In April 1683, John Locke wrote to an agent of the East India Company who was shortly to depart for Cossimbazar, asking for information on India. Published accounts had whetted Locke's appetite and he sought a more ‘exact’ description from an eyewitness whose observations he could direct and whose testimony would answer his curiosity. Locke noted:
Some of those who have traveld and write of those parts, give us strange storys of the tricks donne by some of their Juglers there, which must needs be beyond leger de main and seeme not within the power of art or nature. I would very gladly know whether they are really donne as strange as they are reported …
Consistent with his long-standing interest in comparative religion and the problem of enthusiasm, Locke went on to express an interest in tales of apparitions and spirits, as well as the religious opinions and ceremonies of Hindus and other sects in the country. But he hoped, in fact, for a thorough ethnography, which would include detail on the languages, learning, government, and manners of the country, together with information on Aurengzib, the famed Mughal emperor.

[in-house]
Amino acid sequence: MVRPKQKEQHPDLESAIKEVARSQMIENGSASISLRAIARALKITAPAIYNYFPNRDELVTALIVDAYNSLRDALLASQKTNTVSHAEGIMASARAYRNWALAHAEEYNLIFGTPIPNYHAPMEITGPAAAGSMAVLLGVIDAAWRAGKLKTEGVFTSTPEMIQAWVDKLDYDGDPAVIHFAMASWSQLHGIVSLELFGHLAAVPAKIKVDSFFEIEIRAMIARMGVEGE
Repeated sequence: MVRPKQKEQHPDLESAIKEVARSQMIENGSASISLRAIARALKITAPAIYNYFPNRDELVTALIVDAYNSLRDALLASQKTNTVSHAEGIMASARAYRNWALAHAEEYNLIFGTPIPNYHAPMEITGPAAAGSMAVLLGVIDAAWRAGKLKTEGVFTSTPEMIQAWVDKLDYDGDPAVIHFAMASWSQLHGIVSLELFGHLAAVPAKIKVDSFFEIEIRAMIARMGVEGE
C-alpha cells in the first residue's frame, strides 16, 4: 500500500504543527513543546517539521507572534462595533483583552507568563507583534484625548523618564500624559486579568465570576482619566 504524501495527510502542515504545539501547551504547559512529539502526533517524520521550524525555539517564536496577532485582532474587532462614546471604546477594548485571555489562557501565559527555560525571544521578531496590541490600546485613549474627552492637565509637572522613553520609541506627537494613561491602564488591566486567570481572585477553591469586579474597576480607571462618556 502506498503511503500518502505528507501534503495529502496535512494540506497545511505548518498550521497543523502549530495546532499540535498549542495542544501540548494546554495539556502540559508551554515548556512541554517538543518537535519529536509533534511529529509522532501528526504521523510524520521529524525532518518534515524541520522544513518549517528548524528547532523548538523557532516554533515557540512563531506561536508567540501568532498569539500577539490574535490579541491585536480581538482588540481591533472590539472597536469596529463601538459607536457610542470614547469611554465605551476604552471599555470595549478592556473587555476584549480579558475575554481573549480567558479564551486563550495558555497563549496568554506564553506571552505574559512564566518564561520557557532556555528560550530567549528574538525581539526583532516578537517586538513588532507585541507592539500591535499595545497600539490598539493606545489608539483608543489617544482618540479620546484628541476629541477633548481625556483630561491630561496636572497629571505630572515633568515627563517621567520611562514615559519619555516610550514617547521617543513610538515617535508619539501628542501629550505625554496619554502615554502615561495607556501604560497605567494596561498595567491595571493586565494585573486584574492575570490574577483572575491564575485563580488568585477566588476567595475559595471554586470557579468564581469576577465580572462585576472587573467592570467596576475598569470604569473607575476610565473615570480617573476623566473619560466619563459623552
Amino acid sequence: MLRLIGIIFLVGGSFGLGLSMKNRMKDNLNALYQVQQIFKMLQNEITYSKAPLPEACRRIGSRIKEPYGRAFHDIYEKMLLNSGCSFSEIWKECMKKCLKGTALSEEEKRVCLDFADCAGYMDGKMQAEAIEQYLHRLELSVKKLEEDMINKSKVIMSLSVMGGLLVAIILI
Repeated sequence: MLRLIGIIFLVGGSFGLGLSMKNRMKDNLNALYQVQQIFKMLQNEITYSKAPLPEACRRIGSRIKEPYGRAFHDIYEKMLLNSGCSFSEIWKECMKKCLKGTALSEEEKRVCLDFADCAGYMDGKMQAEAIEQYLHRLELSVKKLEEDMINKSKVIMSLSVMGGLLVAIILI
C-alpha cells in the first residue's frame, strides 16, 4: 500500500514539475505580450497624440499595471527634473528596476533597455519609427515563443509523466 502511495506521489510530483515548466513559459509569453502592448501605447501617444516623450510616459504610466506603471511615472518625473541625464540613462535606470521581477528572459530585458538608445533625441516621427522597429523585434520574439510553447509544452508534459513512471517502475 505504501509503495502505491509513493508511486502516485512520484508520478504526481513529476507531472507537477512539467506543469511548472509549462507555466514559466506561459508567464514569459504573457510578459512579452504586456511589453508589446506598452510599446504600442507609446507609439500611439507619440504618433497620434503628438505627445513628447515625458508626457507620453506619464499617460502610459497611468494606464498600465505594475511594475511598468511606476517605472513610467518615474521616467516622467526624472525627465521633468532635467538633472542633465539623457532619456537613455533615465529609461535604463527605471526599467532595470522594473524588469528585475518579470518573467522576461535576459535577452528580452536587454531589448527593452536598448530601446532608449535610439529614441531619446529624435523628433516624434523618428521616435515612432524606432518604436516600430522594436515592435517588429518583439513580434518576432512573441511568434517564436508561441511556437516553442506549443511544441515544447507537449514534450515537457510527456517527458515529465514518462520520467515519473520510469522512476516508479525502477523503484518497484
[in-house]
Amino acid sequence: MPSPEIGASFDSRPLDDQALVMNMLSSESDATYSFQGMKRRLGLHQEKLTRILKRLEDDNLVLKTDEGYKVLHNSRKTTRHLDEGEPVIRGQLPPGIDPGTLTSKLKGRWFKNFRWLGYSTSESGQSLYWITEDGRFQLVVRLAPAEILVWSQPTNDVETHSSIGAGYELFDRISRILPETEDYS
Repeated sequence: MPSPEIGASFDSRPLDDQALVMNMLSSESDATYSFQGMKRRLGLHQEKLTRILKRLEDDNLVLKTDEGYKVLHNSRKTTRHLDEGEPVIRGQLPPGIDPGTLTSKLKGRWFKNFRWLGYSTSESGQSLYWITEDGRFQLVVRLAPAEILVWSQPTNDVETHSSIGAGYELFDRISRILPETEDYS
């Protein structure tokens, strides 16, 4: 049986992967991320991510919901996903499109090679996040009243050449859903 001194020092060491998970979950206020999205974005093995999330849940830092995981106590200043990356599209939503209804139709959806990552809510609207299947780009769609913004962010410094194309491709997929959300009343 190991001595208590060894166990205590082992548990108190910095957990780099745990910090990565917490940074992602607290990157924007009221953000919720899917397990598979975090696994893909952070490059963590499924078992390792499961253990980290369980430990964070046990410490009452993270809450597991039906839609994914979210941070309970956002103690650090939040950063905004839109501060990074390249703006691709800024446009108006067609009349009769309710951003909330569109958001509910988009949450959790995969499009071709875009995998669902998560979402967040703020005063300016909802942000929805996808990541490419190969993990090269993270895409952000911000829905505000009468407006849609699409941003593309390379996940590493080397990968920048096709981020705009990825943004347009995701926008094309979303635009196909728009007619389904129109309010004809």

By framing these inquiries, Locke followed a well-established practice among devotees of the new science. The Royal Society often enlisted the energies of voyagers in describing the physical world. Locke's extension of methods associated with natural history to include the natural history of man provides the focus of this chapter.